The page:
The 2020–21 school year placed a heavy burden on college students and faculty alike. Online education has made it difficult to stay motivated, yet the costs of education are still rising. The beginning of the COVID-19 pandemic saw students calling for reduced tuition and refunds from their schools. This year, colleges and universities across the US have increased their tuition. One such school is the University of Minnesota, or U of M, at all five of its campuses.
Tuition had been frozen for the past two years, but the new hike, proposed by University President Joan Gabel, increased tuition by 1.5% for both undergraduate and graduate students. This adds up to $13.5 million, as part of the $4 billion budget for the current school year. Students who are Minnesota residents will have to pay about $150–200 more this year. Nonresident students will have to pay around $500 more this year.
The proposal was supported by most of the University’s Board of Regents, who agreed to the increase in late June. Regent Darrin Rosha was not happy with the proposal, however, stating that students should not be burdened with more costs, as many may choose a cheaper school over the U of M. Of course, the overwhelming majority of U of M students were opposed to the hike. Comments submitted to the Board of Regents, along with dozens of comments on news outlets and social media posts, made this abundantly clear.
The U of M sustained $50 million in losses from the 2020–21 school year and is expected to lose another $26 million in the current one. University employees paid for this crisis last year with furloughs and pay cuts. This was before the proposed tuition increase, because if revenue from tuition is lower, they can justify lower employee pay. Bumping up tuition rates seeks to shift the burden onto students so that employees can receive raises. This tactic pits students against employees—when they should be fighting for better conditions together.
While it may not bother wealthy families, many of whom go to expensive private schools, a few hundred dollars is a huge difference for working-class families who are trying to send their children to college, or students who have to pay the expenses themselves. Most people would not be prepared for a situation like this, as some 70% of Americans have less than $1,000 in savings. This makes it more difficult to study because there are other additional expenses to worry about, such as rent, utilities, groceries, books, transportation, etc.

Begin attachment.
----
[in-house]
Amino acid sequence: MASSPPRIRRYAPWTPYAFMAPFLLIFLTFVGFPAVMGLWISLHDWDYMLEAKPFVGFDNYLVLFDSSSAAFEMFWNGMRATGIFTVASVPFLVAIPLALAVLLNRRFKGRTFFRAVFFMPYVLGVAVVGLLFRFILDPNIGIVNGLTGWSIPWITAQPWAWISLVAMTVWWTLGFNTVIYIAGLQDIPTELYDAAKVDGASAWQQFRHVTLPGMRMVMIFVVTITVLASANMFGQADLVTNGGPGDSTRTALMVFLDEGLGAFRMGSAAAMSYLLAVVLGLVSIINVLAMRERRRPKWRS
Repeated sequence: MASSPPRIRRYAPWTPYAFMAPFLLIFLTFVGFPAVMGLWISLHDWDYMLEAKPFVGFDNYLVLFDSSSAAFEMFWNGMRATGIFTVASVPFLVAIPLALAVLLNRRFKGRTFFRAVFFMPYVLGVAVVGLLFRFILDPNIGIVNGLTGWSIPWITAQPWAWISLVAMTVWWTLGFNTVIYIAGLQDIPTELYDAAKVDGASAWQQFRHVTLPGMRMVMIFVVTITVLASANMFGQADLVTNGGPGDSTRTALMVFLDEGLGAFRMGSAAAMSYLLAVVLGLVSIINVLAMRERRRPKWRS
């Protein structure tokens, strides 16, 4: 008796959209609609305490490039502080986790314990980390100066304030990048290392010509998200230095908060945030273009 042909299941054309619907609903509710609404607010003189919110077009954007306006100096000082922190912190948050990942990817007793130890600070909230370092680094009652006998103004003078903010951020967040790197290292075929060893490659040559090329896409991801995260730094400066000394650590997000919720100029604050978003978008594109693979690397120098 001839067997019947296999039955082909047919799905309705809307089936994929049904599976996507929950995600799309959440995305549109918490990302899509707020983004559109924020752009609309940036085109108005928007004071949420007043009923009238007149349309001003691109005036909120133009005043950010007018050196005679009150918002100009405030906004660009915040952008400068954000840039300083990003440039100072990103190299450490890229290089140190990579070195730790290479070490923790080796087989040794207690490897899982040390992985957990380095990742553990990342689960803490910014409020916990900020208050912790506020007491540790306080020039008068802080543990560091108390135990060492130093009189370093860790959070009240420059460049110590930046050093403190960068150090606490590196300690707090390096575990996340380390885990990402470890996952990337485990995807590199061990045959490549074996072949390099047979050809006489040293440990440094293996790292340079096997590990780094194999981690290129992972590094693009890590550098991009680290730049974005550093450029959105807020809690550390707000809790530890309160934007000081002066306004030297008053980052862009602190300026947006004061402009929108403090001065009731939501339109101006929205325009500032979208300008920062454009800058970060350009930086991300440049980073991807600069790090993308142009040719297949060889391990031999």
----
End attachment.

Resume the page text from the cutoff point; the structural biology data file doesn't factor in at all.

With most of their classes held online the past year, students are questioning whether the cost of college is actually worth it. According to a study done by Thirdway.org, 53% of students feel that their quality of education has decreased due to being mostly online, and 84% think the biggest challenge with online school is staying motivated to learn.
Even if the students overcome these challenges, being thrown into a crisis-ridden economy will be an even bigger challenge. Twenty-three million people were unemployed in April 2020, and employment has yet to return to pre-pandemic levels. In addition, most new jobs are related to food service and entertainment. This means that graduates may not be able to find jobs related to their fields of study.
While university administrators seek to pit the workers against the students, they cover up the real problem: government cutbacks. Federal and state spending on secondary education were both slashed after the 2008 recession, and corporations have been making less charitable donations to colleges at a steady rate for the last 30 years. In 2018, out-of-pocket tuition overtook state funding as the primary source of income for public colleges. It comes as no surprise that the average debt of a student has risen from $21,000 to $36,000 over the past 10 years.
Biden has canceled $9.5 billion in student loan debt so far, but it’s not the broad student loan forgiveness many people were hoping for. Much of the debt being forgiven has resulted from “borrower defense to repayment,” a protection against defrauding by schools who break the law by falsely promising guaranteed employment or promising students that their credits will transfer to other schools.
$9.5 billion pales in comparison to the total student debt, which currently stands at around about $1.6 trillion. How can all this debt possibly be paid off? The ruling class is sitting on trillions and could easily cancel all student debt in one go. However, the capitalists will not simply cancel debt out of the kindness of their hearts. As representatives of the ruling class, the Democrats and Republicans will do everything they can to ensure as much of the debt is paid as possible.
To take back that hoarded wealth, students need to organize with university employees. They need the essential support of the working class. AFSCME Local 3800, the union of the U of M employees, could organize alongside the student body to create a united fighting committee of students, teachers, and workers. This committee could mobilize workers and students to demand better pay, lower costs, free tuition for all—in and out of state—and cancellation of all student debt from the Board of Regents and University President. Other colleges and universities around the country could also join the struggle and build a nationwide campaign.
Capitalism hinders education at every level, making it a miserable experience for most people. Education should be free and accessible for everyone, and not determine who succeeds and who doesn’t. Students, faculty, and all university workers will continue to pay the price for their schools’ financial losses, unless and until they organize. The IMT is working on campuses around the country to raise revolutionary ideas and the need for unity to fight for better wages and conditions for all.